Mercer

Public Library

East elevation drawing of proposed additioin to the Mercer Library
At the annual Mercer Library October Celebration on October 3rd, librarian Teresa Schmidt announced the next big news at the Mercer Public Library: a planned expansion that will add a much-needed children’s room, quiet study area and meeting room, and increased shelving and seating space.

The Mercer Library Board contracted with architect Gary Sobek of Hazelhurst to develop initial plans for the expansion, paid for by a donation from the Friends of the Library. Now that the initial building plans have been drawn, the library board’s building committee has set to work developing a fundraising plan. It is estimated that the committee will need to raise about $350,000 to complete construction.

The town of Mercer has a long history of library service, beginning with the original Mercer Free Library that was opened in 1938 by the Mercer Women’s Civic Club. The original library was housed in a section of the Mercer Community Center that is now known as the Reading Room, and contained a collection of about 600 books. The library moved to the Haines Civic Building from 1980 until 1997, until the town of Mercer renovated the Community Center and added the new library.

“After 12 years in this building, we just don’t have enough room,” said library board president Marge Pemble. Pemble has been on the library board since 1989 and has seen the library grow dramatically. “Last year, we had over 15,700 visitors. Our shelves are full, and we are always in need of more seating for laptop users.”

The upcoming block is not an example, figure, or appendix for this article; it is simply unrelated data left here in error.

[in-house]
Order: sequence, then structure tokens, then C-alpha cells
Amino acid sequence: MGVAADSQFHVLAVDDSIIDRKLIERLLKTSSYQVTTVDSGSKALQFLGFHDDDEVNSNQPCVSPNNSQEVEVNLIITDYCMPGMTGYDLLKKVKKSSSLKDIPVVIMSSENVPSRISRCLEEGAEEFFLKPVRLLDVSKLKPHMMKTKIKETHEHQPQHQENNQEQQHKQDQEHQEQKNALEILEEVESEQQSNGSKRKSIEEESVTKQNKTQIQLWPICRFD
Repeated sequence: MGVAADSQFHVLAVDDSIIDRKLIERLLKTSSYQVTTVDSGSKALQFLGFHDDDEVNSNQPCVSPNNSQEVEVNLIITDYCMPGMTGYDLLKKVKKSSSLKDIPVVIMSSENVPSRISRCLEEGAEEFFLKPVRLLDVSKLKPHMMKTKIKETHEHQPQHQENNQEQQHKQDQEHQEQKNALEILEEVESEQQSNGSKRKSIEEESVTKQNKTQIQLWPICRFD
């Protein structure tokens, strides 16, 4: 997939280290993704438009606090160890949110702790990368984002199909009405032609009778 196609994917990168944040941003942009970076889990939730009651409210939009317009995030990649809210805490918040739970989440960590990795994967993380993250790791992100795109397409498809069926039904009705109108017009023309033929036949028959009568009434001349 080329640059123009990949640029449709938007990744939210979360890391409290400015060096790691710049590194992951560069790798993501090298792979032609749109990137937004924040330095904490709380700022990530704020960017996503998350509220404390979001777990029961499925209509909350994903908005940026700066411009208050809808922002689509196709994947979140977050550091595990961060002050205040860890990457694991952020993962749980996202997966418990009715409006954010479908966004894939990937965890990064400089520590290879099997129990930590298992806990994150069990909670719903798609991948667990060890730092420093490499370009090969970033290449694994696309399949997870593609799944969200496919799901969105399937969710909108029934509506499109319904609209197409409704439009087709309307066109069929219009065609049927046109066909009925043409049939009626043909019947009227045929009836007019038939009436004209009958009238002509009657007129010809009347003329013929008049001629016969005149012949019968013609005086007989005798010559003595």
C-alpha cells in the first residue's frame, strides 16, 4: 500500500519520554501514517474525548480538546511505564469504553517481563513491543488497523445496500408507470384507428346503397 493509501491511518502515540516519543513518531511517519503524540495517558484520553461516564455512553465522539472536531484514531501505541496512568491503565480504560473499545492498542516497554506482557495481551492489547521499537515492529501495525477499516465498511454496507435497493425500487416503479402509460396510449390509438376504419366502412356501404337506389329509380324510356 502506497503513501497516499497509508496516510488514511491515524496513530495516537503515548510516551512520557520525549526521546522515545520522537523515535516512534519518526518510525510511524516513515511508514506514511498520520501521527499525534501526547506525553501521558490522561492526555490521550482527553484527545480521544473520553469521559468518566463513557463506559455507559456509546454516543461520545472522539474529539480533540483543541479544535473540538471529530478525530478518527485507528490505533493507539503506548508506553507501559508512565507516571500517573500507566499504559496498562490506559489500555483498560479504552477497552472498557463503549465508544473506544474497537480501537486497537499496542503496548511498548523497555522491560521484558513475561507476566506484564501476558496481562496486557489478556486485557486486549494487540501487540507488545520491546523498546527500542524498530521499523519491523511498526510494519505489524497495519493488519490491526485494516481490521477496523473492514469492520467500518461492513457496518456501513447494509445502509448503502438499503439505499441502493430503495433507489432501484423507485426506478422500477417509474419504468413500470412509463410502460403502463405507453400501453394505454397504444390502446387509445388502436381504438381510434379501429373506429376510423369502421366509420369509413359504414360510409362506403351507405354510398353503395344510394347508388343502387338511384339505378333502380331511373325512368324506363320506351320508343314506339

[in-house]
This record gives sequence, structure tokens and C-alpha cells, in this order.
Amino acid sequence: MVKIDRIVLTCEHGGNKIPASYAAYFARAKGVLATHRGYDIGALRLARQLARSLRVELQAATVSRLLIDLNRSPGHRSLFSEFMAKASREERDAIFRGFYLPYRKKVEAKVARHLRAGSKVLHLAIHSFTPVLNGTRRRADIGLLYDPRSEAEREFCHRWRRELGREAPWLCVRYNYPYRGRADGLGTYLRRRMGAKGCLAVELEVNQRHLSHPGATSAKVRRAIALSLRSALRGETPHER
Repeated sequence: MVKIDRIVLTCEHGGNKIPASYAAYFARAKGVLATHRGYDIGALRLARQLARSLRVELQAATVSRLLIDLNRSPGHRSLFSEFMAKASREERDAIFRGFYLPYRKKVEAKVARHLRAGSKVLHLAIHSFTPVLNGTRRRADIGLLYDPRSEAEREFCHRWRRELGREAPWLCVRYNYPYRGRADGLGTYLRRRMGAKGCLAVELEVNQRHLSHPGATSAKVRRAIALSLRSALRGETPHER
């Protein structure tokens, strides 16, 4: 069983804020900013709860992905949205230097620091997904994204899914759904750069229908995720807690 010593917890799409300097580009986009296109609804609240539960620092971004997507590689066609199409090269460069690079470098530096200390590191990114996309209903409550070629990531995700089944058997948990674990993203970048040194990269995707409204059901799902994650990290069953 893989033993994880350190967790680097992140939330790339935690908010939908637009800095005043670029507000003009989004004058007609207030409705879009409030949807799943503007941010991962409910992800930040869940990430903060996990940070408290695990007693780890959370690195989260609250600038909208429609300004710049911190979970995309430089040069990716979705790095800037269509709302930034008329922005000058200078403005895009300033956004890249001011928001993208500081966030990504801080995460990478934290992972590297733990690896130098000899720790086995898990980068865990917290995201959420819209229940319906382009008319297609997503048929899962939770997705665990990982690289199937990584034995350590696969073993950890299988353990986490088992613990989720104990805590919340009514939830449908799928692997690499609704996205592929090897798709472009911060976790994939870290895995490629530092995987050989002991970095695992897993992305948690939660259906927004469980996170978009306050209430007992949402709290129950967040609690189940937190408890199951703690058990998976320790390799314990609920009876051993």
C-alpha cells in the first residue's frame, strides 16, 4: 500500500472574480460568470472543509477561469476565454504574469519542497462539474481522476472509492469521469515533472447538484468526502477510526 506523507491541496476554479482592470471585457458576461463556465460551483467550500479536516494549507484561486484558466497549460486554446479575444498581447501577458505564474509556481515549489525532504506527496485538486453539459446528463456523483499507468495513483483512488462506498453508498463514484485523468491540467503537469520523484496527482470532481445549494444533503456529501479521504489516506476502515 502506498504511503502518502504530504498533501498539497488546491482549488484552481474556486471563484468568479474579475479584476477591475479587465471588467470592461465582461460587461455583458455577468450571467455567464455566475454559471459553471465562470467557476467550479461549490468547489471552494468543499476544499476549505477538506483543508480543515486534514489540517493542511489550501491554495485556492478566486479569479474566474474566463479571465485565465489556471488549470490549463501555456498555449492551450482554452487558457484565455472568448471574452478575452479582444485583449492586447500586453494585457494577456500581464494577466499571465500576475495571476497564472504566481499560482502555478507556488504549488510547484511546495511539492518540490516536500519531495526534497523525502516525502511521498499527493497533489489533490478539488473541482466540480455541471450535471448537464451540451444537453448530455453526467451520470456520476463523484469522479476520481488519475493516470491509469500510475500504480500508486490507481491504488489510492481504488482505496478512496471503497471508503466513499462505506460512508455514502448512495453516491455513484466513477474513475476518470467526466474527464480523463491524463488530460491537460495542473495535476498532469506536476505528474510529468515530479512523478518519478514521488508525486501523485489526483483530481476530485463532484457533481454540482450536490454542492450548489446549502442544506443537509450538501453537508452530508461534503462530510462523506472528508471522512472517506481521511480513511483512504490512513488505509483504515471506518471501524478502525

Although the library has a large selection of books and materials for children, there is no space for kids to spread out and read comfortably. The proposed children’s room addition will allow the library to hold more activities and welcome more children to the library.

“The library is a really important resource for the children of any community,” said library director Teresa Schmidt. “Right now, our open space means that whenever there is noise and activity in the library, it becomes disruptive to other users. If we are able to add a children’s room, we can let the kids relax and be kids, enjoy the library, and not be disturbing anyone else.”

Since moving into the current facility, the library collection has more than doubled in size to over 19,000 items, and the library is in need of added shelving to house its growing collections of books, DVDs, magazines, books on CD, and music. The expansion will also include a meeting room to allow for small community group meetings and serve as quiet study space during library hours.

The Building Committee has set a goal of raising funds for the addition over the next 3 to 5 years. The committee will be raising funds through direct appeals, special events, raffles and other fundraisers, grant writing, and many other activities. The Friends of the Library and the Library Board have some funds set aside for future expansion projects, but it is estimated that an additional $350,000 will need to be raised to complete construction.

“We don’t intend to have the library expansion on the tax rolls,” said Pemble. “The Building Committee is working on ways to raise the money through grants and donations from library supporters.”

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